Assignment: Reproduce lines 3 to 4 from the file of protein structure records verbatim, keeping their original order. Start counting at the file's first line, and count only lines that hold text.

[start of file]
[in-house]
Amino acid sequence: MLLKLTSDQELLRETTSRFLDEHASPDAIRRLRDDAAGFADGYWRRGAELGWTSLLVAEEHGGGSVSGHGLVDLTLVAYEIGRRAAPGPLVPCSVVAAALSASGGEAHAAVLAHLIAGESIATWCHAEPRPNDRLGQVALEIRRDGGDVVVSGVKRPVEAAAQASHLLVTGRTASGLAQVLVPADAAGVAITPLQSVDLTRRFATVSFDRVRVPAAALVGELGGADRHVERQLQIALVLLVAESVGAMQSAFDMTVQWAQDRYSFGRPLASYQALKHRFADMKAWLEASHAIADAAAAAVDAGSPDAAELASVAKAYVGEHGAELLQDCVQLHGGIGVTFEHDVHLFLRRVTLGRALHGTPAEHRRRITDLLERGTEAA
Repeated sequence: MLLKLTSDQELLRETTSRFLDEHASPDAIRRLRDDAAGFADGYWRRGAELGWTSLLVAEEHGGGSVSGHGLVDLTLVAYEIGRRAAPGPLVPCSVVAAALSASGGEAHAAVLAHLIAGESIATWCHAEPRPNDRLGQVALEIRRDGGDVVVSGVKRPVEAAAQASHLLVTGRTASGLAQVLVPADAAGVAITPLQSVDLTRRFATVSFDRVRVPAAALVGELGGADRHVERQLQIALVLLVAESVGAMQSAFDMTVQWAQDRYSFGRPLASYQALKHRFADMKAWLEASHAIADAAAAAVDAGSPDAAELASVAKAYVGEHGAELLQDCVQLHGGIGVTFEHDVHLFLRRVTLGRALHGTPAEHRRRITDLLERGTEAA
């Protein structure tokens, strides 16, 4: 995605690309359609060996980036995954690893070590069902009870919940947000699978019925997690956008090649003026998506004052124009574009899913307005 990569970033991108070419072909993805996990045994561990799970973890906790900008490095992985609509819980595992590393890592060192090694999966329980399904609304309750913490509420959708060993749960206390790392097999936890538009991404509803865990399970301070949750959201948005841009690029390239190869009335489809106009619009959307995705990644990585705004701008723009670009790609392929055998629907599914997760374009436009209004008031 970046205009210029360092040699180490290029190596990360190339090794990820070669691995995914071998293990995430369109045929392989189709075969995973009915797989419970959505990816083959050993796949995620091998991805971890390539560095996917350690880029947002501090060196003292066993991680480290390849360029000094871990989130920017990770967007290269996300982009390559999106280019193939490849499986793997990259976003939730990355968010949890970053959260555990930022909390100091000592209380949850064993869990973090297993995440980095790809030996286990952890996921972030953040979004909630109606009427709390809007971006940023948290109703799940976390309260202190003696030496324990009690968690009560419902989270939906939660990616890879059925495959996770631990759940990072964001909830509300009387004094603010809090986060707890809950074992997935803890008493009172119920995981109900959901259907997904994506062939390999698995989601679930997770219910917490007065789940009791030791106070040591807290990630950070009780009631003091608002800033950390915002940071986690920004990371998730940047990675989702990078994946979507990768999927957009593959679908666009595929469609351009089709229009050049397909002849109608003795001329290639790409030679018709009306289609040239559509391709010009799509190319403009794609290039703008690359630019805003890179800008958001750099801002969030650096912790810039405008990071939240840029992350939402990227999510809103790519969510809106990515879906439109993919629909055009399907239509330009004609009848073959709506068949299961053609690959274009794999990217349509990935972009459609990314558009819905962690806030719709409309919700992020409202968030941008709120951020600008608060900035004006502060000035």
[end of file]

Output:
Repeated sequence: MLLKLTSDQELLRETTSRFLDEHASPDAIRRLRDDAAGFADGYWRRGAELGWTSLLVAEEHGGGSVSGHGLVDLTLVAYEIGRRAAPGPLVPCSVVAAALSASGGEAHAAVLAHLIAGESIATWCHAEPRPNDRLGQVALEIRRDGGDVVVSGVKRPVEAAAQASHLLVTGRTASGLAQVLVPADAAGVAITPLQSVDLTRRFATVSFDRVRVPAAALVGELGGADRHVERQLQIALVLLVAESVGAMQSAFDMTVQWAQDRYSFGRPLASYQALKHRFADMKAWLEASHAIADAAAAAVDAGSPDAAELASVAKAYVGEHGAELLQDCVQLHGGIGVTFEHDVHLFLRRVTLGRALHGTPAEHRRRITDLLERGTEAA
């Protein structure tokens, strides 16, 4: 995605690309359609060996980036995954690893070590069902009870919940947000699978019925997690956008090649003026998506004052124009574009899913307005 990569970033991108070419072909993805996990045994561990799970973890906790900008490095992985609509819980595992590393890592060192090694999966329980399904609304309750913490509420959708060993749960206390790392097999936890538009991404509803865990399970301070949750959201948005841009690029390239190869009335489809106009619009959307995705990644990585705004701008723009670009790609392929055998629907599914997760374009436009209004008031 970046205009210029360092040699180490290029190596990360190339090794990820070669691995995914071998293990995430369109045929392989189709075969995973009915797989419970959505990816083959050993796949995620091998991805971890390539560095996917350690880029947002501090060196003292066993991680480290390849360029000094871990989130920017990770967007290269996300982009390559999106280019193939490849499986793997990259976003939730990355968010949890970053959260555990930022909390100091000592209380949850064993869990973090297993995440980095790809030996286990952890996921972030953040979004909630109606009427709390809007971006940023948290109703799940976390309260202190003696030496324990009690968690009560419902989270939906939660990616890879059925495959996770631990759940990072964001909830509300009387004094603010809090986060707890809950074992997935803890008493009172119920995981109900959901259907997904994506062939390999698995989601679930997770219910917490007065789940009791030791106070040591807290990630950070009780009631003091608002800033950390915002940071986690920004990371998730940047990675989702990078994946979507990768999927957009593959679908666009595929469609351009089709229009050049397909002849109608003795001329290639790409030679018709009306289609040239559509391709010009799509190319403009794609290039703008690359630019805003890179800008958001750099801002969030650096912790810039405008990071939240840029992350939402990227999510809103790519969510809106990515879906439109993919629909055009399907239509330009004609009848073959709506068949299961053609690959274009794999990217349509990935972009459609990314558009819905962690806030719709409309919700992020409202968030941008709120951020600008608060900035004006502060000035």